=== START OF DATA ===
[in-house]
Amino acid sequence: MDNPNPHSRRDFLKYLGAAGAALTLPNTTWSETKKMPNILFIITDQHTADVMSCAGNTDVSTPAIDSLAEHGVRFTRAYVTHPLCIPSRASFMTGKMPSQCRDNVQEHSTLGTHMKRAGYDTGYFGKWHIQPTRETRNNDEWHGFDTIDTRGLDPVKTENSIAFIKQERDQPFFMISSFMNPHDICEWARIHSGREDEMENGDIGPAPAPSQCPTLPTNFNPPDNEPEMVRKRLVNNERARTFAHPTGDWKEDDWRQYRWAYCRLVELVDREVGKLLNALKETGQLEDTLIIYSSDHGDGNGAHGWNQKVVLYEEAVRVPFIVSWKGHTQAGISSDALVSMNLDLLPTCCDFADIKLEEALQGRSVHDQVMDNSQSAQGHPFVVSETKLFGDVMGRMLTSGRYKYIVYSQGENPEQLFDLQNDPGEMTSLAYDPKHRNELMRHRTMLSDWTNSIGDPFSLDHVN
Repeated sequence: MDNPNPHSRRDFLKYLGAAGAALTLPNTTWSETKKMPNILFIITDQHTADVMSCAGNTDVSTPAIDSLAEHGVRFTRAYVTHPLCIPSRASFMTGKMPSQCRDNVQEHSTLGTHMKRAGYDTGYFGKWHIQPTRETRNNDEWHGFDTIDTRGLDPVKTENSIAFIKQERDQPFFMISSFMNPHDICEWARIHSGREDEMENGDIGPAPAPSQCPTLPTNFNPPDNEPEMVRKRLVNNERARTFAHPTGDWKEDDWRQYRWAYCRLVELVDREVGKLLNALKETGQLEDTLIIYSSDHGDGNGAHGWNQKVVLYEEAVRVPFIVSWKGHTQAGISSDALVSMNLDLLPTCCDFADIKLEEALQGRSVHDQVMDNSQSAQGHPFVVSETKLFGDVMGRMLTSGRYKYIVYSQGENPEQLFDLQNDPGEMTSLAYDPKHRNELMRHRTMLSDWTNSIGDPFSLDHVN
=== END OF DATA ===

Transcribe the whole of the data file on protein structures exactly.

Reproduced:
[in-house]
Amino acid sequence: MDNPNPHSRRDFLKYLGAAGAALTLPNTTWSETKKMPNILFIITDQHTADVMSCAGNTDVSTPAIDSLAEHGVRFTRAYVTHPLCIPSRASFMTGKMPSQCRDNVQEHSTLGTHMKRAGYDTGYFGKWHIQPTRETRNNDEWHGFDTIDTRGLDPVKTENSIAFIKQERDQPFFMISSFMNPHDICEWARIHSGREDEMENGDIGPAPAPSQCPTLPTNFNPPDNEPEMVRKRLVNNERARTFAHPTGDWKEDDWRQYRWAYCRLVELVDREVGKLLNALKETGQLEDTLIIYSSDHGDGNGAHGWNQKVVLYEEAVRVPFIVSWKGHTQAGISSDALVSMNLDLLPTCCDFADIKLEEALQGRSVHDQVMDNSQSAQGHPFVVSETKLFGDVMGRMLTSGRYKYIVYSQGENPEQLFDLQNDPGEMTSLAYDPKHRNELMRHRTMLSDWTNSIGDPFSLDHVN
Repeated sequence: MDNPNPHSRRDFLKYLGAAGAALTLPNTTWSETKKMPNILFIITDQHTADVMSCAGNTDVSTPAIDSLAEHGVRFTRAYVTHPLCIPSRASFMTGKMPSQCRDNVQEHSTLGTHMKRAGYDTGYFGKWHIQPTRETRNNDEWHGFDTIDTRGLDPVKTENSIAFIKQERDQPFFMISSFMNPHDICEWARIHSGREDEMENGDIGPAPAPSQCPTLPTNFNPPDNEPEMVRKRLVNNERARTFAHPTGDWKEDDWRQYRWAYCRLVELVDREVGKLLNALKETGQLEDTLIIYSSDHGDGNGAHGWNQKVVLYEEAVRVPFIVSWKGHTQAGISSDALVSMNLDLLPTCCDFADIKLEEALQGRSVHDQVMDNSQSAQGHPFVVSETKLFGDVMGRMLTSGRYKYIVYSQGENPEQLFDLQNDPGEMTSLAYDPKHRNELMRHRTMLSDWTNSIGDPFSLDHVN